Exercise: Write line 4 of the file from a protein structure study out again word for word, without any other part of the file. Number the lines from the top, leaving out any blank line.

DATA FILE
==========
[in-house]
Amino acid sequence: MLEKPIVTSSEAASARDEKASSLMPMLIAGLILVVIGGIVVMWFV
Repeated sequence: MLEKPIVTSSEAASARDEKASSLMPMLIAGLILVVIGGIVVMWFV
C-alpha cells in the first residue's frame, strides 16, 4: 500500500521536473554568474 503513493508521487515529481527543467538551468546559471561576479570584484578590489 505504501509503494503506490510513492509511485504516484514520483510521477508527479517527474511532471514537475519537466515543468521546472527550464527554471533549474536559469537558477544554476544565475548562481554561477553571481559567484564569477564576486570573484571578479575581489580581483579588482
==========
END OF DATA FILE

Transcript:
C-alpha cells in the first residue's frame, strides 16, 4: 500500500521536473554568474 503513493508521487515529481527543467538551468546559471561576479570584484578590489 505504501509503494503506490510513492509511485504516484514520483510521477508527479517527474511532471514537475519537466515543468521546472527550464527554471533549474536559469537558477544554476544565475548562481554561477553571481559567484564569477564576486570573484571578479575581489580581483579588482